Track Cycling: Velodrome Racing and Training Area - New vs. Used
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I'm looking to get into track racing (oh boy, another bike...), and I'd like to keep the dollars low, but if I have to spend a bit more, I will if it's worth it. I see a lot of people in pics at the local track with newer bikes and it seems most of the better people have carbon fiber Zipp wheels... :rolleyes: It would be cool if the bike was one that I could also ride on the street without it looking too stealable. My main question is, if I want to do well, do I need a new bike, or can I go with an old one? I saw a Bianchi Pista from the 80s on CL the other day at $400 but I called an hour later and it was already sold!!! Should I keep my eyes out for something like that, or should I buy a new bike, or should I take an old frame and put new stuff on it? BTW, what's the benefit of track ends vs. dropouts? Hell, if the crankset is good, why get a new one? Also, I should mention that I can get good deals from friends at bike shops/sponsors on new parts/bikes.
Using an old track bike or a combination of old and new sounds best to me, because then I might be able to ride it around without fearing theft too much, but then I don't know if it'll be fast.
Any tips are always good. Thakns!
08-03-06, 03:27 AM
My shoddy opinion:
For your first bike it won't matter. A decent secondhand frame with geometry suited to your local track will be great. For your first season or so, its all about whats in the tank rather than whats under your bum.
I would get a bike with track ends rather than dropouts as many tracks won't allow a conversion (ie a road bike with dropouts). In addition you'll probably find the geometry of a conversion illsuited to racing.
Best advice I can give you is that most tracks have beginners sessions/classes with rental bikes. Go and do a few, it will give invaluable insight into what you like and don't like.
I personally ride a 70s steel track frame both on the streets and on the track. I use the same wheelset for both street riding and for training and have no problems. I'm not an elite, just an enthusatic amateur, so I'm not at the level that stiffness is of paramount importance. My frame more than does the job.
As for cranksets, as long as it doesn't flex noticeably when sprinting and you can find chainrings to fit, then it will do fine.
Lucky me, that's what I was hoping to hear! I love vintage bikes, especially vintage track bikes.
What size do you ride, center to top measurements for seat tube?
08-09-06, 01:47 PM
Sounds like you maybe in Minneapolis. Which means that if you're going to be doing actual track racing you will have to go to Blaine Velodrome where along with track classes you get the use of their track bikes.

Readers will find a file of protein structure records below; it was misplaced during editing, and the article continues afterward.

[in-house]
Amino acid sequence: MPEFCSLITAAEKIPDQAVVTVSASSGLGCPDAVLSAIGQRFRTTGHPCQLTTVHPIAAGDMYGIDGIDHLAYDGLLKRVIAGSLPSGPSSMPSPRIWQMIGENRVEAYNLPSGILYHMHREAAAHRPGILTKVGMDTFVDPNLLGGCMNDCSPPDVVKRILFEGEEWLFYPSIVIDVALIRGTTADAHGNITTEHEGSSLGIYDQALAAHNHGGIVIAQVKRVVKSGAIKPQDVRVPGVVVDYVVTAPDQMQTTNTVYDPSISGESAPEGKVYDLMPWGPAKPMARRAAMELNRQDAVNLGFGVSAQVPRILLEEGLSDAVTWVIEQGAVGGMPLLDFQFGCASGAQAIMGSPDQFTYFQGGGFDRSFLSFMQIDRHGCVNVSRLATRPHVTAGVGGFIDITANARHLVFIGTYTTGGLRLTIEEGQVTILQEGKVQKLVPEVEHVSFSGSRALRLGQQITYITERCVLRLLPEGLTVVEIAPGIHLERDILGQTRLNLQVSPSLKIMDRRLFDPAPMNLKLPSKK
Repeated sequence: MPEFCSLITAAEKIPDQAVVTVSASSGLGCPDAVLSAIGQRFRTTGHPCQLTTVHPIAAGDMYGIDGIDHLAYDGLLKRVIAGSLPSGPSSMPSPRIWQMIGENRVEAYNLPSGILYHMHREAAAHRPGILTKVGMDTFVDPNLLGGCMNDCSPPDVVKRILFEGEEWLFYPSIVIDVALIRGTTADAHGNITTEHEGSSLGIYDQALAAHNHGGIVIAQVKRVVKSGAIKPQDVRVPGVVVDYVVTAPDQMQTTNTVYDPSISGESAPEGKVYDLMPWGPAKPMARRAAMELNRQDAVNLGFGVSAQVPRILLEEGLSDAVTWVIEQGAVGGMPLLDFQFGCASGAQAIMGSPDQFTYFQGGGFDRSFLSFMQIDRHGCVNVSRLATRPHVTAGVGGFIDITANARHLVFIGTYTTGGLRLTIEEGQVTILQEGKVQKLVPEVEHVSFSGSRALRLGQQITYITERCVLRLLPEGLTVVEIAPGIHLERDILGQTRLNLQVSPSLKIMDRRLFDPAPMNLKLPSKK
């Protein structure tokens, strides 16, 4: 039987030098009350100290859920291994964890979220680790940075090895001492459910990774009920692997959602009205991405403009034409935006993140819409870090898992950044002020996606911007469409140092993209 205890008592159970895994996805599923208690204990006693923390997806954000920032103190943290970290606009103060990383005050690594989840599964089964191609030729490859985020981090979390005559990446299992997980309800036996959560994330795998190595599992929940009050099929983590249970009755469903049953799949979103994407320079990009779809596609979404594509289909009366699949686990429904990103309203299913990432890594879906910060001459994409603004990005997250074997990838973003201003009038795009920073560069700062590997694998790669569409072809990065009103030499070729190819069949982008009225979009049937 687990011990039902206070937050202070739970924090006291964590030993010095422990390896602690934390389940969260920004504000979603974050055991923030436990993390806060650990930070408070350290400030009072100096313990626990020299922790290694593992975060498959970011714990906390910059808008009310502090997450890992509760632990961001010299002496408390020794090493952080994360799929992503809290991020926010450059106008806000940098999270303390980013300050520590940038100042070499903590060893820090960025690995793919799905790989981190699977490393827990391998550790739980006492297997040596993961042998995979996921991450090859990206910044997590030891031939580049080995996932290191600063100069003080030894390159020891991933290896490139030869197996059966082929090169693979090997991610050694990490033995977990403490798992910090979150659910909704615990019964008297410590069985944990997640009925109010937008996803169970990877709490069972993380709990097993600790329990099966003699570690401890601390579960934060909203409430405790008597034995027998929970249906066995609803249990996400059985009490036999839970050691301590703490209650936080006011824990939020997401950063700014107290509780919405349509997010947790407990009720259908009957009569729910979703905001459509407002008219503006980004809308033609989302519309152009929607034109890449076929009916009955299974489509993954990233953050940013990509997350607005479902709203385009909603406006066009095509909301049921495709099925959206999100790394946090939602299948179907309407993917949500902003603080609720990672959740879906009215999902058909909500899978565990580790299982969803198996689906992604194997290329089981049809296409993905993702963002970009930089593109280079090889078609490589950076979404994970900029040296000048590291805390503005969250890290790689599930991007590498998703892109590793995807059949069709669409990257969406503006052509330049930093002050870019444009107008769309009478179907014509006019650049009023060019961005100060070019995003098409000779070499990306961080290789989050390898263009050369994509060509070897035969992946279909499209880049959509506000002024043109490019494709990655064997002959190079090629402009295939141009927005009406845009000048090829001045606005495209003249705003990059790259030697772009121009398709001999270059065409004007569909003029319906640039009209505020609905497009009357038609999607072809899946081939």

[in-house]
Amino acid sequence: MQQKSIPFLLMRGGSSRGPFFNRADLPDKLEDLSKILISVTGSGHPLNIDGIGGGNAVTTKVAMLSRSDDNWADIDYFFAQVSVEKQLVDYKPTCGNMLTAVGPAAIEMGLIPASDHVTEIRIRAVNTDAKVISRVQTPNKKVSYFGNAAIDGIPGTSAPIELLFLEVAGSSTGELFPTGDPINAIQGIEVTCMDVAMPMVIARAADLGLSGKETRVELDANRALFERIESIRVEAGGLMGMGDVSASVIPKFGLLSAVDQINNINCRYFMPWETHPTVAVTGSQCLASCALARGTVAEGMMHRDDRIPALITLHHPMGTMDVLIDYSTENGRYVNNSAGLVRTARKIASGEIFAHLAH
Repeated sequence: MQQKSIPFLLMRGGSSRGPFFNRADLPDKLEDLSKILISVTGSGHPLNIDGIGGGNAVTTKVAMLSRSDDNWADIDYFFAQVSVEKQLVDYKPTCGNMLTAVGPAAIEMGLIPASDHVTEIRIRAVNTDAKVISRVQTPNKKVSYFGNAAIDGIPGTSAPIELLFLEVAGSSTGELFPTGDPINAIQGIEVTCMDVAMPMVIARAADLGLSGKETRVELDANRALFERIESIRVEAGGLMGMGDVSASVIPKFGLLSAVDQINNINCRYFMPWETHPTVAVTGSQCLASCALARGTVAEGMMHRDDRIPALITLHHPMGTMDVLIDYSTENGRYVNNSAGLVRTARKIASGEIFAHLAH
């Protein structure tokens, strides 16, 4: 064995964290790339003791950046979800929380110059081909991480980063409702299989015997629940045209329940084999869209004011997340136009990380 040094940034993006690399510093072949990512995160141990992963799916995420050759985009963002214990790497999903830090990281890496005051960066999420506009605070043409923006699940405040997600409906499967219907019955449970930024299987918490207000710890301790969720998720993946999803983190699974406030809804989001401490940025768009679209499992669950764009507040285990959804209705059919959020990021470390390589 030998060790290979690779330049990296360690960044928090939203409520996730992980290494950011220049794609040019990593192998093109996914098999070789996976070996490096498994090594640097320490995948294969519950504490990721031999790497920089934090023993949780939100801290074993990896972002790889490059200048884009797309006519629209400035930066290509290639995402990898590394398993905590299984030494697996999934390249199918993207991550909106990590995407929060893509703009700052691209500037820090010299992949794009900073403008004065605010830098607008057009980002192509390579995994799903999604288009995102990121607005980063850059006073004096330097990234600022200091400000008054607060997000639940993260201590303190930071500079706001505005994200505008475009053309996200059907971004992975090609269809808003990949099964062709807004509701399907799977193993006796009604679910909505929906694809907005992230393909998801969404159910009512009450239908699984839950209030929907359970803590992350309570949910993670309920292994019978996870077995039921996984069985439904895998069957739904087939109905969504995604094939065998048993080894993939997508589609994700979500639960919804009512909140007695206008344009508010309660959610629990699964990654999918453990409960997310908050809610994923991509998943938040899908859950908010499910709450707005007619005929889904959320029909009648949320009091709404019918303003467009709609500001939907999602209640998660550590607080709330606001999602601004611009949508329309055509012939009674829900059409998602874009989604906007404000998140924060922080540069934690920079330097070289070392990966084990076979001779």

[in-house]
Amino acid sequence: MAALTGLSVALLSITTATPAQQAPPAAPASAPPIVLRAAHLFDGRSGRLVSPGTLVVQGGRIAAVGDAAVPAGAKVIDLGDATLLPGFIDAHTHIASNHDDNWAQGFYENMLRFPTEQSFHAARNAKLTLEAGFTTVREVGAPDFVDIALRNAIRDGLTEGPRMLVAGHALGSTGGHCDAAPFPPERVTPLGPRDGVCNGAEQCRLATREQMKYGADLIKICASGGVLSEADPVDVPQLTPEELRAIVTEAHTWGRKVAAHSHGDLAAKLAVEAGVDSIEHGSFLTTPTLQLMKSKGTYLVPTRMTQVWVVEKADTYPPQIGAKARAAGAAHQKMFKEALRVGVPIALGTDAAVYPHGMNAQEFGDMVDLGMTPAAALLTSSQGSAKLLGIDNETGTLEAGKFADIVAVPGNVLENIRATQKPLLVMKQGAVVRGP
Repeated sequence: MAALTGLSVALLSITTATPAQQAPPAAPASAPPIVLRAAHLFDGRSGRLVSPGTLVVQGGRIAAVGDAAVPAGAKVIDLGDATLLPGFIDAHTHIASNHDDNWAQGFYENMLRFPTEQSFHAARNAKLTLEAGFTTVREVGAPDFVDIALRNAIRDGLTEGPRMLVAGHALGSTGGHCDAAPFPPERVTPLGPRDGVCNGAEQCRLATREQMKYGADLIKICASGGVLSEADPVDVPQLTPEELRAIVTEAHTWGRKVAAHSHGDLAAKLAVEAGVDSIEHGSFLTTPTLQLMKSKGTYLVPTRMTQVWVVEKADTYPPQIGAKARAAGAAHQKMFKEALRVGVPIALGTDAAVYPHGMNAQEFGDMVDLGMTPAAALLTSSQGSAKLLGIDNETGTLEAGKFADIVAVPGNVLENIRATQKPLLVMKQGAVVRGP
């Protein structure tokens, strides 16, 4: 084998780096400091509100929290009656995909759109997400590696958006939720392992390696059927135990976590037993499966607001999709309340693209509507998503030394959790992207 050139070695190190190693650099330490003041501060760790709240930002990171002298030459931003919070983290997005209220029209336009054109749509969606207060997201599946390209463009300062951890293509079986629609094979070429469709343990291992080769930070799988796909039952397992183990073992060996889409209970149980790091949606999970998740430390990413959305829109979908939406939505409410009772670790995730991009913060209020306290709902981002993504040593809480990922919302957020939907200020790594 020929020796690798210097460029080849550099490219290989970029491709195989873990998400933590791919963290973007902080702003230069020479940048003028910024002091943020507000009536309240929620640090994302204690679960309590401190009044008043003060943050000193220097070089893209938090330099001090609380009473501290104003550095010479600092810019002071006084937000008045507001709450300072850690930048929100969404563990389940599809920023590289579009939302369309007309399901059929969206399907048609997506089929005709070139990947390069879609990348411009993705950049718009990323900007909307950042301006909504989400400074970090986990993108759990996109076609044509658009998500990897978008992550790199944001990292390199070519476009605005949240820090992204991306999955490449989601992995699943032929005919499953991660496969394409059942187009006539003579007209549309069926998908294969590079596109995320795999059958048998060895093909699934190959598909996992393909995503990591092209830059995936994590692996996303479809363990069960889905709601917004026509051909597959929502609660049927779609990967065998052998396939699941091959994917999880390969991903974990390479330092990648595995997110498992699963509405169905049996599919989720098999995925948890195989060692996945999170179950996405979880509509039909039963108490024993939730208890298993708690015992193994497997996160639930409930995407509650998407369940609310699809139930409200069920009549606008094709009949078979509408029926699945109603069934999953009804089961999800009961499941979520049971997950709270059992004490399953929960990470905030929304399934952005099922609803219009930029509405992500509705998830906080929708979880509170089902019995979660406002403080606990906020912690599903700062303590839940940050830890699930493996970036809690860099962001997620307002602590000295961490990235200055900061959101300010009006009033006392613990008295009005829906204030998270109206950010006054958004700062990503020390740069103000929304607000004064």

National Sports Center (http://www.nscsports.org/facilities/velo/index.htm)
Go to above to learn more.
How'd you deduct my location?
08-09-06, 06:38 PM
Get a track bike from ebay, replace the oem wheels with a good set of dura-ace or similar hubs mated to at the very least some nice earo rims like the mavic XXXXXX .
The BCD on the ebay track bikes is 130, which lends itself to some limitations however I have found every single useable chainring for mine on ebay NIB ! =) (TA Specialties)
I currently have a Mercier Kilo TT in size 59cm ( just a TINY bit 2 big for me but I can handle it) Upgraded with a set of 3T Pista bars, true 1/8 chainrings and cogs, Dura-Ace low flange hubs with velocity deep V rims, and TI-railed selle san marco saddle.
It rides great for me and allowed me to get into the sport with a comparably low budget =)
The chainrings / cogs I have are: 49/50 14/15/16
I have plenty of gear ratios to play with and thats enough for me at the moment.
Well I found a local Bianchi Pista looks 80s to me but he says 90s he thinks. Looks pretty sweet. The seat is cool but could use replacing cause it's gonna be hard and is worn through the leather a bit. Crankset is nothing special, neither is the headset. Wheels are your standard alloy rims with hubs that I can't ID. Columbus tubing which is nice. Cool seatpost. Modolo handlebars and black Bianchi stem. I think the only thing I might want to replace are the wheels and seat, cause everything else looks fine.
This is all from pictures. I haven't actually seen the bike. Condition overall looks nice.
I don't want one of those bikes from that asian company that probably produces them in a sweatshop or something. Plus, the Bianchi has massive style. :D
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